And then, I turned abruptly to grab more oil for the frying pan. My hip (or was it my hand?) caught the bowl, sending it tumbling to the floor. We froze, watching it in slow motion, and yet it all felt so quick. The glass bowl shattered, sending shards flying everywhere across the kitchen floor. The mass of dill, eggs, and oil spread, pooling in unappealing piles around the broken glass. The floor became greasy in mere seconds, and the only sound that broke the shocked silence that ensued was the sizzling of more oil on the hot pan. We were too shocked to speak.
The silence didn’t last long. The space that was mere moments ago barely big enough for two people became filled with broken glass, dirty batter, accusations, protests, and muffled admissions of guilt. We worked together to scrape the pools of grease and vegetables into garbage bags, finding that the oil was spreading everywhere as we did so. We washed and dried the floor repeatedly, barely avoiding getting glass lodged in our soles. We were angry and upset, but at least we worked together. Eventually, we even grew to laugh at my clumsiness. We ate toast for breakfast.
Since then, I have made dill zucchini fritters many times over. I have grown fond of omitting the eggs and flour, replacing them with nutritional yeast and starch, finding the almost-bare taste of the zucchini and dill to hold up well to the heat of the pan. These fritters have become quick dinners, relaxing breakfasts, and, on this last weekend, eaten cold as an impromptu lunch while packing boxes. They have become comfort and home. And not a word has been spoken since about the Incident of the Spilled Batter.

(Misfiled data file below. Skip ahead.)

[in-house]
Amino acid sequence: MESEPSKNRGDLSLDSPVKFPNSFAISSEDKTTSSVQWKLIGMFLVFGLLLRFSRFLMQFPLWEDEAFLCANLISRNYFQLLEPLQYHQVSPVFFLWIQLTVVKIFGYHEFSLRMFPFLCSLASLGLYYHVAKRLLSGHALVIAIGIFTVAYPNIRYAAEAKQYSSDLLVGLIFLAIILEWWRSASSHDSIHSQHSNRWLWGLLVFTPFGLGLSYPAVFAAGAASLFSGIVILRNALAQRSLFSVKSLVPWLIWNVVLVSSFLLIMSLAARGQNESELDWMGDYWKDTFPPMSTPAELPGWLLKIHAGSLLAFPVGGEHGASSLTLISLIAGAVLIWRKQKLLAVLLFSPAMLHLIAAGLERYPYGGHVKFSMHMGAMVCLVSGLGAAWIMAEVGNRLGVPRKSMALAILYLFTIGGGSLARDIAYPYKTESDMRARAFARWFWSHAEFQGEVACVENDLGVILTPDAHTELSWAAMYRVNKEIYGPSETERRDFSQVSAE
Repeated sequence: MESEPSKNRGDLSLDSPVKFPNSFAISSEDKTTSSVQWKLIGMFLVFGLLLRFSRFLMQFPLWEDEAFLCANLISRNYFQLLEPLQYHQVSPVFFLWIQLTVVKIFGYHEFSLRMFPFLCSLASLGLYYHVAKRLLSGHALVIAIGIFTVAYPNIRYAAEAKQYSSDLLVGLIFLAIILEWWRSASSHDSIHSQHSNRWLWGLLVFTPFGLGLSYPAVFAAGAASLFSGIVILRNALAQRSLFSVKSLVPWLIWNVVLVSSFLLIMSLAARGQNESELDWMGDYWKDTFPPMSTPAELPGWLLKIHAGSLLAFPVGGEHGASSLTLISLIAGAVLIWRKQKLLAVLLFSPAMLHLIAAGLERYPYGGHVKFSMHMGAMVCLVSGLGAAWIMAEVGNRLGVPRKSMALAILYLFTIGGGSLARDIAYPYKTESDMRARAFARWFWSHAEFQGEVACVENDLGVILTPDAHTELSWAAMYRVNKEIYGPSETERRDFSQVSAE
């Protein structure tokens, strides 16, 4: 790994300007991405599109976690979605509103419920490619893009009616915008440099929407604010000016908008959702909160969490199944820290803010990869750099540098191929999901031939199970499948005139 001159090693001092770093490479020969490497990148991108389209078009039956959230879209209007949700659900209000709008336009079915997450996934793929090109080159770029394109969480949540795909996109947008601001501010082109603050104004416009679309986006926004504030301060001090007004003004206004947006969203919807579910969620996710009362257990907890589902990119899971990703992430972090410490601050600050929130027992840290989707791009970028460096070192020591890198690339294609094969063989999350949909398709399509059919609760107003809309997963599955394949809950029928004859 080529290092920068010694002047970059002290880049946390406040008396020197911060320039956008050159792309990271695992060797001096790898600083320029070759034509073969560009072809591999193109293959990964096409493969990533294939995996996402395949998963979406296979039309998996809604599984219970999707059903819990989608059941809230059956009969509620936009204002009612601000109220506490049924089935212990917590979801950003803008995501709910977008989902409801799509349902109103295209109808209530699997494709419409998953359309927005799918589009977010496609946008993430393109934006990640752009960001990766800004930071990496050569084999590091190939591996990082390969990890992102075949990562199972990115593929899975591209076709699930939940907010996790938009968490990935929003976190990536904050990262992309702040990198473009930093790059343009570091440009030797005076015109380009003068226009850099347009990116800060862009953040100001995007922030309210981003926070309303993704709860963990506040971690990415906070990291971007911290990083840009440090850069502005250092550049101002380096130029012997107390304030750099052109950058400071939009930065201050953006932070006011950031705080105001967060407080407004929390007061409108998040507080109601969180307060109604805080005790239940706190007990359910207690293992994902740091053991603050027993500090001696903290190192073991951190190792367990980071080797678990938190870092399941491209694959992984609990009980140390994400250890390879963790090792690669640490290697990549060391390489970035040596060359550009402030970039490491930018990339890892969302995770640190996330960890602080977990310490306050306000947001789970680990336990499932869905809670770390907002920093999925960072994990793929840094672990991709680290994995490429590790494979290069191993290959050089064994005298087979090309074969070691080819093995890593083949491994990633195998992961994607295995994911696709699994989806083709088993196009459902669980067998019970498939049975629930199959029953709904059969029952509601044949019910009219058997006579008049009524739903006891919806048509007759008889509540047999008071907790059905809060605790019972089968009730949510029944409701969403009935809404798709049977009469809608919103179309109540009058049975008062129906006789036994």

- 1-2 large zucchinis (about 1.5 cups grated)
- ½ cup dry onion flakes (using dry onions is key here. I find zucchini is wet enough as is, even with all the squeezing-out)
- 1 tsp garlic powder or 2 fresh garlic cloves, minced
- 1 tablespoon nutritional yeast
- 1 tablespoon Tamari-style soy sauce
- a few chopped sprigs of dill, to taste
- 1 tablespoon olive oil
- 2 tablespoons arrowroot powder/ potato starch (or regular flour, or a different gluten-free flour. Whatever binder you have on hand should work)
- For garlic-dill sour cream:
- vegan sour cream (optional)
- 1 garlic clove (optional)
- a sprig of dill (optional)
- Line a colander with paper towels, enough to cover and leave enough of an overhang to produce a small bag. Grate zucchini and place it in a colander. Wrap paper towels around the zucchini and make a bag, squeeze thoroughly to ensure you get out all of the water you possibly can. Transfer dry zucchini shreds to a bowl.
- Chop dill. Mince garlic, if using fresh.
- Add all other ingredients except the last three optional ingredients to the bowl with the zucchini. Mix well to combine. Test to see if you can form patties that hold their shape with your hands; if needed, add more arrowroot powder/ potato starch. Let the mixture rest for 15 minutes.
- When ready to fry patties, add 2 tablespoons of vegetable oil to a large, heavy bottom pan. Heat pan to medium heat. When oil is hot, shape mixture into patties with your hands and add to pan. Let fry on medium heat for about 3-5 minutes, depending on your oven. Turn patties over with a spatula, lower heat to medium-low, and cook for 3 an additional minutes. Transfer patties to a paper-towel lined plate when done. Let stand for two minutes.
- Chop a sprig of dill and one garlic clove finely and mix with to vegan (or regular) sour cream. Serve with fritters, and sprinkle with more chopped dill.